LAST month, I attended a workshop on counter radicalisation in Kuala Lumpur, in which senior security experts, academics and officials from 27 countries participated.
This is not an area that is familiar to me. But with terrorism hitting the media practically every day, the work­shop seemed a great opportunity to get up to speed on the theory and practice of radicalisation.

What I heard sent chills shooting down my spine.

The subject matter itself seemed straightforward and intuitive. What was disturbing was what I learned about radicals and the warning signs that they exist among us.

It eerily described what is hiding in plain sight, in this country. We see it every time we access a news portal or newspaper. We hear it so often from some of our politicians that it has become accepted and acceptable.

To begin with, most radicals are not violent. This is not because they are non-violent extremists -a contradiction in terms if ever there was one -but simply because they have made a conscious decision not to use violence.

Radicals are extremists who are not yet violent. Given the right circumstances, the subject of much study, they can and will be.

A society, therefore, harbours many more radicals than they have terrorists. Terrorists, those who cross the boundary into violence, are a small subset of a much larger population.

This idea is alarming. Leaders, neighbours, colleagues and even friends can be radicalised. The mere fact that they are not engaged in violent activities does not mean that they are not radicals.

Much-study has gone into exactly how radicals become violent extremists. This is known as the RVE process, and there are a number of theories about the stages involved.

One of the more accessible is a four-stage process that can be summarised as follows: one, “It’s not right”; two, “It’s not fair”; three, “It’s your fault”; and four, “You’re evil”.

It is at the fourth and last stage that violence -the war against “evil” -takes place.

Listening to political and community, leaders, it would seem that everyone is engaged in stage 3,also chillingly known as “target attribution”.

Target attribution has caused the loss of countless lives. It is preceded by a process of distancing and devaluation of the value of the target group.

The feeling that we are a lot further down the radicalisation path than we care to admit grew stronger when six attributes (or manifestations) of radicalised environments were shared.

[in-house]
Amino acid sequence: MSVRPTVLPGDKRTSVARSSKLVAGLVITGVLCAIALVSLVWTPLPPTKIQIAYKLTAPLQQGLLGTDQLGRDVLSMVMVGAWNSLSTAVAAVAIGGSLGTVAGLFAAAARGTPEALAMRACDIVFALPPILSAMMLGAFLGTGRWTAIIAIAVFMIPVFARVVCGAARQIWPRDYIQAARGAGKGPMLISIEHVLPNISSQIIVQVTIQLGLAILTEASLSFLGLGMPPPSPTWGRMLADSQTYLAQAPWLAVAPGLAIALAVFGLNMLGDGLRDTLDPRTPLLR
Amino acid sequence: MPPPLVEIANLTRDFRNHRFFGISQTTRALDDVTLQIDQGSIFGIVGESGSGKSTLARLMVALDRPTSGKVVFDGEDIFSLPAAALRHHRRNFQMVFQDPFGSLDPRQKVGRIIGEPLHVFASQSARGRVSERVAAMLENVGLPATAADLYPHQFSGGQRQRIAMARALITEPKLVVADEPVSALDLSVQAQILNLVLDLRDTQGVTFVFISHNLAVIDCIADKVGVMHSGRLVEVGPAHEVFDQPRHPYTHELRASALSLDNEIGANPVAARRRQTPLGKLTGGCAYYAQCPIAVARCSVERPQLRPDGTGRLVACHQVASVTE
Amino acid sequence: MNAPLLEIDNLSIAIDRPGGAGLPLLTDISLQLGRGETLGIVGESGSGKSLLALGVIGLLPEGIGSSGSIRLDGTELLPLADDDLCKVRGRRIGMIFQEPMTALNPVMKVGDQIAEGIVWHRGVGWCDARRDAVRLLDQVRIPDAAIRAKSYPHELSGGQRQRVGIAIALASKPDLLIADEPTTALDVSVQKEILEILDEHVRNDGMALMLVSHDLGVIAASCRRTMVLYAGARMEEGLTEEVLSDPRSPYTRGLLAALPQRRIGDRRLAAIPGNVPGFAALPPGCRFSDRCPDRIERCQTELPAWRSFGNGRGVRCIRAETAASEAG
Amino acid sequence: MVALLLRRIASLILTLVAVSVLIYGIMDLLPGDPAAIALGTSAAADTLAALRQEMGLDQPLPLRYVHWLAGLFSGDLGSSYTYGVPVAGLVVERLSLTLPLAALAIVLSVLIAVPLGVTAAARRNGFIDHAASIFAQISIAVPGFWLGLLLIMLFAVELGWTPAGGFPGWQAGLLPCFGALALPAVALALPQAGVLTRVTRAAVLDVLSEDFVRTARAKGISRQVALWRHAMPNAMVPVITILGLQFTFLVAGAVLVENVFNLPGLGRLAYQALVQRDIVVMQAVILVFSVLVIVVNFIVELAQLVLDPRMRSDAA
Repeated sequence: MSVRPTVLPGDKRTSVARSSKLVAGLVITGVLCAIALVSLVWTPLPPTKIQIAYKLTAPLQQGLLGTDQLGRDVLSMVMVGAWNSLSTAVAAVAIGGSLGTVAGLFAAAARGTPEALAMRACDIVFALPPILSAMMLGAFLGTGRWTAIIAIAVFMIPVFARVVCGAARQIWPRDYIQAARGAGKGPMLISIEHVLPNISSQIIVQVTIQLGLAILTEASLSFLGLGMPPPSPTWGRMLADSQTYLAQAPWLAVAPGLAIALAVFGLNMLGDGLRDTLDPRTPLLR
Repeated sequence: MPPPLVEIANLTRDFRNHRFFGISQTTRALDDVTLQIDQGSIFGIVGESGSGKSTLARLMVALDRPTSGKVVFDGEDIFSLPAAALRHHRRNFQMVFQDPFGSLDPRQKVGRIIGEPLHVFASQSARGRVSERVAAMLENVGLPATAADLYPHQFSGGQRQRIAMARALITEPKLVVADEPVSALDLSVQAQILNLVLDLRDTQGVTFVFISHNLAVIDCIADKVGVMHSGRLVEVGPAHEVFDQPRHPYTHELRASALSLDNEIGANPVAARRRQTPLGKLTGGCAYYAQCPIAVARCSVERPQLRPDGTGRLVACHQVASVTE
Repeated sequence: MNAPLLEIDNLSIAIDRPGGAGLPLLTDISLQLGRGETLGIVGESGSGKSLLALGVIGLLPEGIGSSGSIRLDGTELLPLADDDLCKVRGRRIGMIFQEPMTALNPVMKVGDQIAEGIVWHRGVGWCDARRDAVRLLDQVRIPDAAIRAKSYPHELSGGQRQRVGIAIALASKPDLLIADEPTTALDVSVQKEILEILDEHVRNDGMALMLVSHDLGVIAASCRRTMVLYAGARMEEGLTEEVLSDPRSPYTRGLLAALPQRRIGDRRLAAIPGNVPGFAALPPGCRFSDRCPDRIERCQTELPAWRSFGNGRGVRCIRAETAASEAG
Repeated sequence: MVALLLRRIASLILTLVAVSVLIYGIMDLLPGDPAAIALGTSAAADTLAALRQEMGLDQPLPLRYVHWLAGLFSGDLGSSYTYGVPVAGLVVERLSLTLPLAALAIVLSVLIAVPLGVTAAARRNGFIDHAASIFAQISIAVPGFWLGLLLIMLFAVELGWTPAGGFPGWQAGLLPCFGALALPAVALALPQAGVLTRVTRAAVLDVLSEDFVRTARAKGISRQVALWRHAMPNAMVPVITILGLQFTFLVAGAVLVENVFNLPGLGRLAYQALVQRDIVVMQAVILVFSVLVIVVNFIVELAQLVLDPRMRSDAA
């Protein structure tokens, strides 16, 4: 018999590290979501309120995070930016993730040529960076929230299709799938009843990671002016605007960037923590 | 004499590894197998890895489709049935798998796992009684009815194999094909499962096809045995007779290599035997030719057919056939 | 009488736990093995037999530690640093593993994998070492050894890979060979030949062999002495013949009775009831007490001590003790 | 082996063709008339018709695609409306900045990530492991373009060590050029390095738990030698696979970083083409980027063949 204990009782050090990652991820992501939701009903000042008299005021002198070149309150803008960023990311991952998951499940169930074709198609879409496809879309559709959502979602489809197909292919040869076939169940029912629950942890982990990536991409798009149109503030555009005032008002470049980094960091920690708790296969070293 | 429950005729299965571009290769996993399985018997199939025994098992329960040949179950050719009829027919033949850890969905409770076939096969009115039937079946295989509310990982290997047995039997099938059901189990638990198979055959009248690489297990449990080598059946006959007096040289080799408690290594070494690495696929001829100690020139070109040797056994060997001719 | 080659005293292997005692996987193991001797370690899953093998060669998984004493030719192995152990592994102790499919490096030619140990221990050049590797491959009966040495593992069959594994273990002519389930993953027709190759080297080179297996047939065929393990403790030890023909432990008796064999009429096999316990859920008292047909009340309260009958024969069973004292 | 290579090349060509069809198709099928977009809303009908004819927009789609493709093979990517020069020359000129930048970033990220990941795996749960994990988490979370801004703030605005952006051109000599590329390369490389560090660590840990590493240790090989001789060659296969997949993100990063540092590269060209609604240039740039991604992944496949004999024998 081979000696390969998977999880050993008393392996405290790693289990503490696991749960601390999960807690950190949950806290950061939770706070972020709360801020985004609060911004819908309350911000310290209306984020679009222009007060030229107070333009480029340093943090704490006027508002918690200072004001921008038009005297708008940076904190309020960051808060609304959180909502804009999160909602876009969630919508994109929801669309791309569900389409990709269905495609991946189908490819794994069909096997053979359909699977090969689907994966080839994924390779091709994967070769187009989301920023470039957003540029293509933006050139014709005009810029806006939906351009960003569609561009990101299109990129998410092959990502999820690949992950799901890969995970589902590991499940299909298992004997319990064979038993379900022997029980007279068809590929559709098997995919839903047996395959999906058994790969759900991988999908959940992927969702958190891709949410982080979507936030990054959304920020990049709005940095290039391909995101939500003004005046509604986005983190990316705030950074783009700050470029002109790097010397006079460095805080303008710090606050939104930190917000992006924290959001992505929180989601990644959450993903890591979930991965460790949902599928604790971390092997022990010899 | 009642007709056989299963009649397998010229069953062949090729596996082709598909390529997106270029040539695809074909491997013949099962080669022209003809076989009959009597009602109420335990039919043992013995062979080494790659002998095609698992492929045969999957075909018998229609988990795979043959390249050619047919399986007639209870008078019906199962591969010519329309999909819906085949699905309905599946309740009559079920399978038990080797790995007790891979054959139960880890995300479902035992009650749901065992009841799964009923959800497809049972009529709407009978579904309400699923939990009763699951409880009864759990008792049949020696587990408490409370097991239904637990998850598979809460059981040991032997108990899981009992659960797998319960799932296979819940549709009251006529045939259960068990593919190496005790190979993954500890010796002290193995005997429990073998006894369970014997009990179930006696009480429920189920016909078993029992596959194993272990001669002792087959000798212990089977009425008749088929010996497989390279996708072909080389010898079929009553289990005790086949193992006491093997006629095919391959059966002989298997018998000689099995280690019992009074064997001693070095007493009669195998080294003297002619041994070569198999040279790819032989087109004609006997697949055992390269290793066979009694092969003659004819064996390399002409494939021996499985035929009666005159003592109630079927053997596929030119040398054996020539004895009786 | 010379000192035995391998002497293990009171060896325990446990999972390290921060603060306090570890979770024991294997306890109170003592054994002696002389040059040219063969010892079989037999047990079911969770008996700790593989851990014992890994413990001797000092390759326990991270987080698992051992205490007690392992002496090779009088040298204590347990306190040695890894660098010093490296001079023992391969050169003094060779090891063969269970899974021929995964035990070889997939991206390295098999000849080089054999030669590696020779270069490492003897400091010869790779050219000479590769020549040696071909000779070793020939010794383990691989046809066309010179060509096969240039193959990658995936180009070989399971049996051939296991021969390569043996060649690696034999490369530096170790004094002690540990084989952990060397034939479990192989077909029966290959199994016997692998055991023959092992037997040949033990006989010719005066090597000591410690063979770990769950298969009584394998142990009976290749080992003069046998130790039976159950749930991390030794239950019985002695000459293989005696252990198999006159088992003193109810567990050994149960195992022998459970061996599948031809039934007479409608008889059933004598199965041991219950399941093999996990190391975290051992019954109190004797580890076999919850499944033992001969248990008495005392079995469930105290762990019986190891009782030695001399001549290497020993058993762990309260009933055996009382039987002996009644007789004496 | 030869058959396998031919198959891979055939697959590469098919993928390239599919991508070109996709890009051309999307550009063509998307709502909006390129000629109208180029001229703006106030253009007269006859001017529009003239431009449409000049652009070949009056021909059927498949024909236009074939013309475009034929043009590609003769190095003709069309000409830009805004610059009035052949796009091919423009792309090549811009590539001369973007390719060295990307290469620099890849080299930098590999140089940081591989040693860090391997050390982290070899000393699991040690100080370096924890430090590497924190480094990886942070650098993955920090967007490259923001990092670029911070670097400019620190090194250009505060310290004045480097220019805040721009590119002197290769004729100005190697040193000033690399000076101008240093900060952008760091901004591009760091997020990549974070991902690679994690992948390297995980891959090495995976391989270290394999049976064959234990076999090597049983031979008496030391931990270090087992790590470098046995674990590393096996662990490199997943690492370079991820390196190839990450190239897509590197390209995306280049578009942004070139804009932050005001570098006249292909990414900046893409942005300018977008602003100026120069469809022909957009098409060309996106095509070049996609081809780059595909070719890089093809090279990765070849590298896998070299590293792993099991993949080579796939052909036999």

One clear manifestation of radicalisation is an uncompromisingly legalistic interpretation of religion. Not all conservatives are radicals, of course, but radicals are widely known to be inflexibly doctrinaire.

Second, radicals are selectively ideological. They adhere to only one school of thought or religious authority. Everyone else who does not agree is a deviant or a proponent of an adulterated and inauthentic faith.

Third, there is extremely low tolerance of any kind of theological deviation. Those of other teachings or those who live different lifestyles need to be suppressed, banned, arrested and, as evident in the Middle East, killed.

Fourth, radicals simply do not accept diverse and plural societies. Living with those of other faiths and cultures is profoundly incompatible.

Fifth, radicals will attempt to impose their religious beliefs on others through whatever means, legal or illegal. The idea of individual liberties and choice is unjustifiable.

Sixth, and finally, is the politicisation of the radical agenda and even to the point of justifying the waging of war.

Do all of these sound too familiar? We may have not crossed the threshold into violence as yet but even a cursory glance at these six indicators would suggest that they are too-close-for-comfort in this country.

A society does not have to be violent in order to be radicalised. It only has to be closed and uncompromising, allowing simplistic monocausal interpretations of facts to breed and fester.

If we are dangerously advanced down this road, it says much for this country that there are Malaysians who are prepared to boldly speak up and act out.

In the final analysis, it is only this (fast-disappearing) middle ground that can prevent a national calamity and tragedy.

Article by Dato’ Steven Wong which appeared in New Straits Times, 28 April 2015.

- Advertisement -